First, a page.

On the other hand used correctly and imaginatively, the legislation will protect the child and should enhance the child's learning and development. It is very difficult to get the balance right, especially with OFTSED breathing down your neck!

 

Julia.

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Hi Julia

 

surprisingly there has been some form of registration required since the 1948 Children Act but aspects such as standards where left to the individual boroughs to devise. The children act simple gave a outline to registration requirements and with the acception or a few minor changes these remained practically the same until the 1989 Act how scary is that thought? 40 years of the same regulations!

 

I recently did an assignment on the changes in the registration process and found a booklet in my college library -

 

Registration and inspection of day care for young children by L Cowley (1993) published by National Childrens Bureau London

 

it seemed to shed some light on the changes that have taken place in child care inspections including child minders, unfortunately it's out of date with regards more recent changes regarding OFSTED but sometimes old books are the better for researching the history aspect of a project,

 

I found sociology books such as

sociology and social policy for the early years by A Yeo and T Lovell also gave more history on the subject (if thats what you want?) both childcare and education elements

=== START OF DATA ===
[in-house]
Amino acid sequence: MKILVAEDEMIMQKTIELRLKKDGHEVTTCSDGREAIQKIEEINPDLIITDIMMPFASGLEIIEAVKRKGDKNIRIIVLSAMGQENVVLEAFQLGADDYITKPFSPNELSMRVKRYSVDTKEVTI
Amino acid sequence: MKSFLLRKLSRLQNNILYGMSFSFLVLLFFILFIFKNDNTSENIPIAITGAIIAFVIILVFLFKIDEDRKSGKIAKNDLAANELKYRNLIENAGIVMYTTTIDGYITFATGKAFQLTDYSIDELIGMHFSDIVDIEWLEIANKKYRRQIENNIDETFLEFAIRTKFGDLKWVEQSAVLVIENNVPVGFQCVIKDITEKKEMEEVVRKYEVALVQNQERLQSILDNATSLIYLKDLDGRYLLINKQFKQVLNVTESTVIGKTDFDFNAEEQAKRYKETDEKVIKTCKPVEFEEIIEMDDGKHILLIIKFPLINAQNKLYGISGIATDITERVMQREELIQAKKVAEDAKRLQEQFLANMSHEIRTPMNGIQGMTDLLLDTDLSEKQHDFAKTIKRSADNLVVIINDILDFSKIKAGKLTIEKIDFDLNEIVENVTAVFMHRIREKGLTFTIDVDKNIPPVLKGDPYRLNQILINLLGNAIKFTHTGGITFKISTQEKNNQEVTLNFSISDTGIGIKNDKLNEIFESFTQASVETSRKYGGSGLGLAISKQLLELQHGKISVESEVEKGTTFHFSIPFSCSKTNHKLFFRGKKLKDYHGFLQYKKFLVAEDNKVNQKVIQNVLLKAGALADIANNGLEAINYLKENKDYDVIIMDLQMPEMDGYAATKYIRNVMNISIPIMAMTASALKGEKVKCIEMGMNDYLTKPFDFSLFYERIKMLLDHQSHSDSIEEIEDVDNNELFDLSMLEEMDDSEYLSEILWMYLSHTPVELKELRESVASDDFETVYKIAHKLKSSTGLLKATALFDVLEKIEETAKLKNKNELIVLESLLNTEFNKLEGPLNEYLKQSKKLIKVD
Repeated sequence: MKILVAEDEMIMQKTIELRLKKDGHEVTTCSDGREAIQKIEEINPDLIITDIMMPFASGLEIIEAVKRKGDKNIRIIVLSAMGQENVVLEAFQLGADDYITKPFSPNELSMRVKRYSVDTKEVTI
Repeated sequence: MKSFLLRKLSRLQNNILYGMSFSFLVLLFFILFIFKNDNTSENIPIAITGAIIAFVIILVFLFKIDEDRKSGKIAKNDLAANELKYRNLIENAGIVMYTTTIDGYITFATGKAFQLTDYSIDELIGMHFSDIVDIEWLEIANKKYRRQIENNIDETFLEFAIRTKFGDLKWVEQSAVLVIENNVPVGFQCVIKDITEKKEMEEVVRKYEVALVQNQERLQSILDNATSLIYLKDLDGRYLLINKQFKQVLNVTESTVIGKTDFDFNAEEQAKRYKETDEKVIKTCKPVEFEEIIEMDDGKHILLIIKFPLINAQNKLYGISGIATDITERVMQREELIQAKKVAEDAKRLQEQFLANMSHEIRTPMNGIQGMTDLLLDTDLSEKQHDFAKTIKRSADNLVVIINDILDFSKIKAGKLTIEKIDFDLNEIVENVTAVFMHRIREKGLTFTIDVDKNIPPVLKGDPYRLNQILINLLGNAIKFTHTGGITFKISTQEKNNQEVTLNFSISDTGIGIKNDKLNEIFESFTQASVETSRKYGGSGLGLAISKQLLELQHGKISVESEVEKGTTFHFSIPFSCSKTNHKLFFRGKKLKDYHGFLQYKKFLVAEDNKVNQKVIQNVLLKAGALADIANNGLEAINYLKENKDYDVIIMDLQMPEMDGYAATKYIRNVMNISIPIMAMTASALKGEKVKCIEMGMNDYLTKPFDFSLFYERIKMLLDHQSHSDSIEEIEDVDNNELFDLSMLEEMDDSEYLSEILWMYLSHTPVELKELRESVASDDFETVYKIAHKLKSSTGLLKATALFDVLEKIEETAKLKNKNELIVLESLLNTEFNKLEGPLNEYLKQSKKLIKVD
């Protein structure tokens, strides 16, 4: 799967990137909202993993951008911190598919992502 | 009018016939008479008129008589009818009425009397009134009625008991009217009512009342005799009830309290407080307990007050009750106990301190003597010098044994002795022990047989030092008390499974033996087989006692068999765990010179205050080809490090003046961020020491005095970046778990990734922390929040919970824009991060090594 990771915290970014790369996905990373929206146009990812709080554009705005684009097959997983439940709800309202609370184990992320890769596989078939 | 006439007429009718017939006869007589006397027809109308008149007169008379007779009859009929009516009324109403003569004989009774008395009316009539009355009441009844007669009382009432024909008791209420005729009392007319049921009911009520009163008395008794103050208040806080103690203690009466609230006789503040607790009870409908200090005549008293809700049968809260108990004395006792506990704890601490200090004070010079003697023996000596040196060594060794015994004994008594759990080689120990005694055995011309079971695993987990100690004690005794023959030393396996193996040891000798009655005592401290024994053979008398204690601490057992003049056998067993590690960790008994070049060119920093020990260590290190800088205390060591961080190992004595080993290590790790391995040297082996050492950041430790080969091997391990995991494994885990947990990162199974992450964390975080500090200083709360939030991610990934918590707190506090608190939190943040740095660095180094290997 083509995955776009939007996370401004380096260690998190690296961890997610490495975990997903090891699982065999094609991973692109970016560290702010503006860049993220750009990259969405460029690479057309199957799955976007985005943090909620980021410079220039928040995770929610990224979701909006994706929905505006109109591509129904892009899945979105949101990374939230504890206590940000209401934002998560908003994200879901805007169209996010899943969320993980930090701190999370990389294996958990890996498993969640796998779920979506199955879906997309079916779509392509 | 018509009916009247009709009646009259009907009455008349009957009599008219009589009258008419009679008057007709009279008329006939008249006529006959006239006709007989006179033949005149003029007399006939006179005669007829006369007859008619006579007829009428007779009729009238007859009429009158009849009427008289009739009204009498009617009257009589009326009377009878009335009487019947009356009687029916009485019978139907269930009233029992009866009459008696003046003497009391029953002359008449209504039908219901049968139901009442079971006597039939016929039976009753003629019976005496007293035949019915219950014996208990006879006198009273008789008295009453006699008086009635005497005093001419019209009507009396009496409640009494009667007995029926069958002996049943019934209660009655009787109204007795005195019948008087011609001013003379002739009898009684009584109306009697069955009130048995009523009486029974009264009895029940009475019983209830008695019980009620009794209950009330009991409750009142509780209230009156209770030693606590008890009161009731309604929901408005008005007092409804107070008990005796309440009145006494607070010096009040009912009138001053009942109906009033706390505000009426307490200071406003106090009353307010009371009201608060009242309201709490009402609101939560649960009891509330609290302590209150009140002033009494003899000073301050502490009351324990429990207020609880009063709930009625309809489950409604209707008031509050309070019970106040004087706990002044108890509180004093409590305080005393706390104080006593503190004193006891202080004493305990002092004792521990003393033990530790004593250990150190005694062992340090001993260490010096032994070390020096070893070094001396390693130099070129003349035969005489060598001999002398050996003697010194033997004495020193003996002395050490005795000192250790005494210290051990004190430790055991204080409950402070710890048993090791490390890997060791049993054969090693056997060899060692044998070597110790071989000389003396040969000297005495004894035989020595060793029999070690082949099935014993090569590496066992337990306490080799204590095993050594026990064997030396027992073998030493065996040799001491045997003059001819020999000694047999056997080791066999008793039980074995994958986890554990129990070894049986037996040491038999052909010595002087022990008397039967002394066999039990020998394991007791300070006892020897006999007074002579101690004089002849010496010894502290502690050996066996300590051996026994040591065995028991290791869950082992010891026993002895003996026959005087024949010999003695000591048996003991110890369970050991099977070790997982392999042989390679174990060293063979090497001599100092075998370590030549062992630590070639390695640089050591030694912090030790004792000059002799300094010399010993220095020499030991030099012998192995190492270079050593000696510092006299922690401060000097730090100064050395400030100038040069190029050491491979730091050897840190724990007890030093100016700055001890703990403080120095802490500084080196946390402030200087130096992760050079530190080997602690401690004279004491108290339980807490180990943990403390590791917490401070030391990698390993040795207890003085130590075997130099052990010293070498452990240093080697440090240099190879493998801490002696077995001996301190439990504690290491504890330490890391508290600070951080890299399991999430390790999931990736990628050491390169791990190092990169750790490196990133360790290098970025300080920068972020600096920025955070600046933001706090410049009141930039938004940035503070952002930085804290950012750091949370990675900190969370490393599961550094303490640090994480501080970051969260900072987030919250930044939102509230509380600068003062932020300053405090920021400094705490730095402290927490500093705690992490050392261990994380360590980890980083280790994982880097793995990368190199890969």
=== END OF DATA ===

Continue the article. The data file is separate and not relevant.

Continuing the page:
The PLA may have some back ground information they seem to have a variety of resources and litrature.

 

unfortunately my project was based around child care so this information might be leading you up the garden path

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Hi Alison,

 

That information is exactly what I needed, I will contact the library tomorrow for the booklet you suggest. I can find loads of up-to-date information it is the early details I am finding so difficult to unearth. Although I am working in a school it is early years development I am focusing on and I am including pre-school in my research.

 

What course are you doing? This website is brilliant for sharing ideas, I have had so much help already - hopefully I will be able to help someone else one day.

 

Thanks again.

 

Julia.

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Hi Julia

 

Im studying the HND early child hood studies and then hoping to do the third year and gain the BA in september

 

this site has been a godsend for asking questions I have told everyone I know about it

 

good luck with your research